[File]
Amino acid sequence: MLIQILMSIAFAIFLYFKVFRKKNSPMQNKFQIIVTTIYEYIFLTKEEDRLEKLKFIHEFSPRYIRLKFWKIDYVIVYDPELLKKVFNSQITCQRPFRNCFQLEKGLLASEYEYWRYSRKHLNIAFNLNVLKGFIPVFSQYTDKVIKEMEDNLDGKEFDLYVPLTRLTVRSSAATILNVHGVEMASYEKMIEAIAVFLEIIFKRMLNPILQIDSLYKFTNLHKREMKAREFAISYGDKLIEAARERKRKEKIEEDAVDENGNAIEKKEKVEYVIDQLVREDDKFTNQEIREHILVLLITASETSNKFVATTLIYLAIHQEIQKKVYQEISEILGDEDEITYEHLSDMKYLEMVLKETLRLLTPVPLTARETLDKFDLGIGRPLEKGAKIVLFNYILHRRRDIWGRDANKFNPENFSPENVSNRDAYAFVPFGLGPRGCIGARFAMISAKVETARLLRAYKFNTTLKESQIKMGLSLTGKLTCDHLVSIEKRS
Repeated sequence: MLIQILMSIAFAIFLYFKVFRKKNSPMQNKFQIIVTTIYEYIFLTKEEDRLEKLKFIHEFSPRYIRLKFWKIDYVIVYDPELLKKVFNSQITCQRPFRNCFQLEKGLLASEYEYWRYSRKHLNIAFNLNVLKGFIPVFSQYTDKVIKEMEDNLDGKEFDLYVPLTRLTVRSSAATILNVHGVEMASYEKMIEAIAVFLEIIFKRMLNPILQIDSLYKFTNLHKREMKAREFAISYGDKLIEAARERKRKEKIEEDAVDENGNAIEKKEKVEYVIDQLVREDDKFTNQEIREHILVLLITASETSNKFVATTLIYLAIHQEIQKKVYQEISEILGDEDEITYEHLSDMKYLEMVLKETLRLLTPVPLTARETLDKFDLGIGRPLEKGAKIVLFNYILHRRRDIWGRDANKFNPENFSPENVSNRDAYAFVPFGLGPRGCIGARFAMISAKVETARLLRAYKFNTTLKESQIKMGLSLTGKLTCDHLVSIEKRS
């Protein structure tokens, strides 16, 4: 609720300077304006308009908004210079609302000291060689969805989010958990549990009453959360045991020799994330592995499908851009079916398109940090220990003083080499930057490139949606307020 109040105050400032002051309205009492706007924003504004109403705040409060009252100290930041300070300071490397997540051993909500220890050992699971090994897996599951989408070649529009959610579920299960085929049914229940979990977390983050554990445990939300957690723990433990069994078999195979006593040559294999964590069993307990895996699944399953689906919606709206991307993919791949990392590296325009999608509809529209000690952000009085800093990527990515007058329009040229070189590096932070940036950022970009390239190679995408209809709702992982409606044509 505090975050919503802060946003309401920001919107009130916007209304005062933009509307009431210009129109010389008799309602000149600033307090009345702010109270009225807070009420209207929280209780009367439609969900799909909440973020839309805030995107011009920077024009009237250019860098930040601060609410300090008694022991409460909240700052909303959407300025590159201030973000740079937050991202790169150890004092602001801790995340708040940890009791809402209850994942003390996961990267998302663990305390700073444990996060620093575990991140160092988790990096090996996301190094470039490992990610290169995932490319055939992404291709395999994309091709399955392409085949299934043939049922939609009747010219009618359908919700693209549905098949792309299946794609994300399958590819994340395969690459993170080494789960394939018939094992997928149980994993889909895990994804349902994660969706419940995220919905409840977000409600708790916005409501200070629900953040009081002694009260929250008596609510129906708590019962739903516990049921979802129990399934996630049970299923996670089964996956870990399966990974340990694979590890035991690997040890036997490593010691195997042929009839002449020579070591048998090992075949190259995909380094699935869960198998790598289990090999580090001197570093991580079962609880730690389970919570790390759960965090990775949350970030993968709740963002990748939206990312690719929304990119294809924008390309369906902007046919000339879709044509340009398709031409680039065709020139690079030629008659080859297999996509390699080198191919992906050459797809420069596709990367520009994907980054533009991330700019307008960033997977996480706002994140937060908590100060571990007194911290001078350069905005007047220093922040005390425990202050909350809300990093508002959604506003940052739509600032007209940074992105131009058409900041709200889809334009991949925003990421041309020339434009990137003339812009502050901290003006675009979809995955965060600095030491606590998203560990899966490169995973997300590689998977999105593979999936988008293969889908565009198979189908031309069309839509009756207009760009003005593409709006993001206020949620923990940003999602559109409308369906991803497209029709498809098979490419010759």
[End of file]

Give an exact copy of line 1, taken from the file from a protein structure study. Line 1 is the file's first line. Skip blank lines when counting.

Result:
Amino acid sequence: MLIQILMSIAFAIFLYFKVFRKKNSPMQNKFQIIVTTIYEYIFLTKEEDRLEKLKFIHEFSPRYIRLKFWKIDYVIVYDPELLKKVFNSQITCQRPFRNCFQLEKGLLASEYEYWRYSRKHLNIAFNLNVLKGFIPVFSQYTDKVIKEMEDNLDGKEFDLYVPLTRLTVRSSAATILNVHGVEMASYEKMIEAIAVFLEIIFKRMLNPILQIDSLYKFTNLHKREMKAREFAISYGDKLIEAARERKRKEKIEEDAVDENGNAIEKKEKVEYVIDQLVREDDKFTNQEIREHILVLLITASETSNKFVATTLIYLAIHQEIQKKVYQEISEILGDEDEITYEHLSDMKYLEMVLKETLRLLTPVPLTARETLDKFDLGIGRPLEKGAKIVLFNYILHRRRDIWGRDANKFNPENFSPENVSNRDAYAFVPFGLGPRGCIGARFAMISAKVETARLLRAYKFNTTLKESQIKMGLSLTGKLTCDHLVSIEKRS